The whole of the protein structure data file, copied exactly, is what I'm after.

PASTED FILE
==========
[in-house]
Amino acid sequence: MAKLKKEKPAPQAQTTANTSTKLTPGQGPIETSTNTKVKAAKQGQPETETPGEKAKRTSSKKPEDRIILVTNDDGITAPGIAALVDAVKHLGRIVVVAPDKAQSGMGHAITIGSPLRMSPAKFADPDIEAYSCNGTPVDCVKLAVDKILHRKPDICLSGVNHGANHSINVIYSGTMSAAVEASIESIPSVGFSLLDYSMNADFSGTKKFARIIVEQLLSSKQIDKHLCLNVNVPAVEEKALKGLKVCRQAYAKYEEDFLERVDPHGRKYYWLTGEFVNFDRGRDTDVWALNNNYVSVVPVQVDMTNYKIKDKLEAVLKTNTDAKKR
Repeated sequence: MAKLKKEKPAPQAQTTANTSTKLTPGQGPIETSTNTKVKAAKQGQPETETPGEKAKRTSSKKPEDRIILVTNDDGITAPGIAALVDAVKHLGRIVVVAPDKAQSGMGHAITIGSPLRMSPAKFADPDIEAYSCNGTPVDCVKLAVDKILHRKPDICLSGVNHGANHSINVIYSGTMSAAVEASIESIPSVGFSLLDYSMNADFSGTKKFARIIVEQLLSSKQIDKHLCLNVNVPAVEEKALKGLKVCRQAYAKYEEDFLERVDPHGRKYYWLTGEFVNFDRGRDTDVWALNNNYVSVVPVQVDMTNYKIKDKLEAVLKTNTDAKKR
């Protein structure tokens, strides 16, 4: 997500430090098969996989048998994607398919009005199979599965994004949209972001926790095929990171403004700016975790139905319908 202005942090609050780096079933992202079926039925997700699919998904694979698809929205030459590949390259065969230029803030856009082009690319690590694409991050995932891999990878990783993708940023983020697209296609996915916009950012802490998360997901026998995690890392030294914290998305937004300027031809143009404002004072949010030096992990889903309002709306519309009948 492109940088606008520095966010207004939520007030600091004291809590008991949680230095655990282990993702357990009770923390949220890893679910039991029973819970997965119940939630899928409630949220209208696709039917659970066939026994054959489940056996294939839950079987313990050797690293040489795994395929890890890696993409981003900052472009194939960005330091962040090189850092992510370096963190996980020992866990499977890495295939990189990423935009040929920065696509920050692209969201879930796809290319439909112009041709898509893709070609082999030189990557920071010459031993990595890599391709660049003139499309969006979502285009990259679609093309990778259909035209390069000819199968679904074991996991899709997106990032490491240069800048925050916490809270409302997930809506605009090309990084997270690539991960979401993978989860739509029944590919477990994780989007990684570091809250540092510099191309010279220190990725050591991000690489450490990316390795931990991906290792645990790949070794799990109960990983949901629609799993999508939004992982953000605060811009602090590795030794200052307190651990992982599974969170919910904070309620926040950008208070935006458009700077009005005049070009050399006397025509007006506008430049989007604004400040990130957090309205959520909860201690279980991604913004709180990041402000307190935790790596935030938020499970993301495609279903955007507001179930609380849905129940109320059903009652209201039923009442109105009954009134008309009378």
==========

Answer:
[in-house]
Amino acid sequence: MAKLKKEKPAPQAQTTANTSTKLTPGQGPIETSTNTKVKAAKQGQPETETPGEKAKRTSSKKPEDRIILVTNDDGITAPGIAALVDAVKHLGRIVVVAPDKAQSGMGHAITIGSPLRMSPAKFADPDIEAYSCNGTPVDCVKLAVDKILHRKPDICLSGVNHGANHSINVIYSGTMSAAVEASIESIPSVGFSLLDYSMNADFSGTKKFARIIVEQLLSSKQIDKHLCLNVNVPAVEEKALKGLKVCRQAYAKYEEDFLERVDPHGRKYYWLTGEFVNFDRGRDTDVWALNNNYVSVVPVQVDMTNYKIKDKLEAVLKTNTDAKKR
Repeated sequence: MAKLKKEKPAPQAQTTANTSTKLTPGQGPIETSTNTKVKAAKQGQPETETPGEKAKRTSSKKPEDRIILVTNDDGITAPGIAALVDAVKHLGRIVVVAPDKAQSGMGHAITIGSPLRMSPAKFADPDIEAYSCNGTPVDCVKLAVDKILHRKPDICLSGVNHGANHSINVIYSGTMSAAVEASIESIPSVGFSLLDYSMNADFSGTKKFARIIVEQLLSSKQIDKHLCLNVNVPAVEEKALKGLKVCRQAYAKYEEDFLERVDPHGRKYYWLTGEFVNFDRGRDTDVWALNNNYVSVVPVQVDMTNYKIKDKLEAVLKTNTDAKKR
């Protein structure tokens, strides 16, 4: 997500430090098969996989048998994607398919009005199979599965994004949209972001926790095929990171403004700016975790139905319908 202005942090609050780096079933992202079926039925997700699919998904694979698809929205030459590949390259065969230029803030856009082009690319690590694409991050995932891999990878990783993708940023983020697209296609996915916009950012802490998360997901026998995690890392030294914290998305937004300027031809143009404002004072949010030096992990889903309002709306519309009948 492109940088606008520095966010207004939520007030600091004291809590008991949680230095655990282990993702357990009770923390949220890893679910039991029973819970997965119940939630899928409630949220209208696709039917659970066939026994054959489940056996294939839950079987313990050797690293040489795994395929890890890696993409981003900052472009194939960005330091962040090189850092992510370096963190996980020992866990499977890495295939990189990423935009040929920065696509920050692209969201879930796809290319439909112009041709898509893709070609082999030189990557920071010459031993990595890599391709660049003139499309969006979502285009990259679609093309990778259909035209390069000819199968679904074991996991899709997106990032490491240069800048925050916490809270409302997930809506605009090309990084997270690539991960979401993978989860739509029944590919477990994780989007990684570091809250540092510099191309010279220190990725050591991000690489450490990316390795931990991906290792645990790949070794799990109960990983949901629609799993999508939004992982953000605060811009602090590795030794200052307190651990992982599974969170919910904070309620926040950008208070935006458009700077009005005049070009050399006397025509007006506008430049989007604004400040990130957090309205959520909860201690279980991604913004709180990041402000307190935790790596935030938020499970993301495609279903955007507001179930609380849905129940109320059903009652209201039923009442109105009954009134008309009378």